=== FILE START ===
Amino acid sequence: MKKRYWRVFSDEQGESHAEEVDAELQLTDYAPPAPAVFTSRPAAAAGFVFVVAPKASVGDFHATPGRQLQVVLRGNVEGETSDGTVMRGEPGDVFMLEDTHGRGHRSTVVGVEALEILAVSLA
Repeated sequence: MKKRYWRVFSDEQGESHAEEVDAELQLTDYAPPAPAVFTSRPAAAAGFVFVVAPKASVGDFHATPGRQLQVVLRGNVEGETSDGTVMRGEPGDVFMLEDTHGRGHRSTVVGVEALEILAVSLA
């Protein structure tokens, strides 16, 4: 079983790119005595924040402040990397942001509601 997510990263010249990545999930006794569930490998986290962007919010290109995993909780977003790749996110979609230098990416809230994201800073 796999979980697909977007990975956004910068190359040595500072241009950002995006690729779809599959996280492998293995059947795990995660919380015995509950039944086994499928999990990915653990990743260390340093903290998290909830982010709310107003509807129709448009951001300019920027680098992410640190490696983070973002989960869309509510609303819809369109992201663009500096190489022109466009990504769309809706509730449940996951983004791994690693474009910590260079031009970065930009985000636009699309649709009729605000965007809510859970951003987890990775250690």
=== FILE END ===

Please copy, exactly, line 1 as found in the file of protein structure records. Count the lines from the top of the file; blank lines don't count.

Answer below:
Amino acid sequence: MKKRYWRVFSDEQGESHAEEVDAELQLTDYAPPAPAVFTSRPAAAAGFVFVVAPKASVGDFHATPGRQLQVVLRGNVEGETSDGTVMRGEPGDVFMLEDTHGRGHRSTVVGVEALEILAVSLA